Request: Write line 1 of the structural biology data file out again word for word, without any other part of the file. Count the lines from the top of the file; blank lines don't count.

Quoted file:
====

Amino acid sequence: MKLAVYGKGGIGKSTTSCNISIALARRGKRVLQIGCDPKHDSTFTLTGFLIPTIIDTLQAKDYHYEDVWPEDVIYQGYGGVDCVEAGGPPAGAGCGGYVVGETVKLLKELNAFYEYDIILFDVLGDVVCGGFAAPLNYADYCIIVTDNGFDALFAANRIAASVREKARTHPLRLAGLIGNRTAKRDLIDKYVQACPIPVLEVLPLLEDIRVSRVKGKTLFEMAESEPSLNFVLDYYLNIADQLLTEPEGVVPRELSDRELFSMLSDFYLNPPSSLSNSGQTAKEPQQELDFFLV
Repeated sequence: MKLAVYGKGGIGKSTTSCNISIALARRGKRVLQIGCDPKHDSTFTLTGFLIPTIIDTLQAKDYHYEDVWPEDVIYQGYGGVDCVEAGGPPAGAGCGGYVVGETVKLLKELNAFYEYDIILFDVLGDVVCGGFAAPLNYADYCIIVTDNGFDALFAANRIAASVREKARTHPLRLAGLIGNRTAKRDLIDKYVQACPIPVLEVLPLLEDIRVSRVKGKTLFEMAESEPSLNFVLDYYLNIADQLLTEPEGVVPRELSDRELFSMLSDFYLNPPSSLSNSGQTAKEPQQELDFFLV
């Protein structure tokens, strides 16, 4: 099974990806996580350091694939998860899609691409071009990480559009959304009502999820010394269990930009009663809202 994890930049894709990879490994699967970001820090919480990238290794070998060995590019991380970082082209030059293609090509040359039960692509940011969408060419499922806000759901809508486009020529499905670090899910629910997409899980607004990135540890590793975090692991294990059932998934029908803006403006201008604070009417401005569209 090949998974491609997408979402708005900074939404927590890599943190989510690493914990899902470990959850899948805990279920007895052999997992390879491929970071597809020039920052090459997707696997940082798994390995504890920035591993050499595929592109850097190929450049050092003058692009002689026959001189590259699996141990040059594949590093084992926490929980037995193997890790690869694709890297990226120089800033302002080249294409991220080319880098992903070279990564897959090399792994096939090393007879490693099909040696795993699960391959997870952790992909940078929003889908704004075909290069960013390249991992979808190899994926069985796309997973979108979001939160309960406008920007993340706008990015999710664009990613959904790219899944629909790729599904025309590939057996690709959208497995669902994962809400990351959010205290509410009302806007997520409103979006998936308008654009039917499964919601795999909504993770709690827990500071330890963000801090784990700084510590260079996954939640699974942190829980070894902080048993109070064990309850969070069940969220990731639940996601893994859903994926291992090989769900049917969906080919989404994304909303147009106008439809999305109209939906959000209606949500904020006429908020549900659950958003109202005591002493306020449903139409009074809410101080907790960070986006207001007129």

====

Amino acid sequence: MKLAVYGKGGIGKSTTSCNISIALARRGKRVLQIGCDPKHDSTFTLTGFLIPTIIDTLQAKDYHYEDVWPEDVIYQGYGGVDCVEAGGPPAGAGCGGYVVGETVKLLKELNAFYEYDIILFDVLGDVVCGGFAAPLNYADYCIIVTDNGFDALFAANRIAASVREKARTHPLRLAGLIGNRTAKRDLIDKYVQACPIPVLEVLPLLEDIRVSRVKGKTLFEMAESEPSLNFVLDYYLNIADQLLTEPEGVVPRELSDRELFSMLSDFYLNPPSSLSNSGQTAKEPQQELDFFLV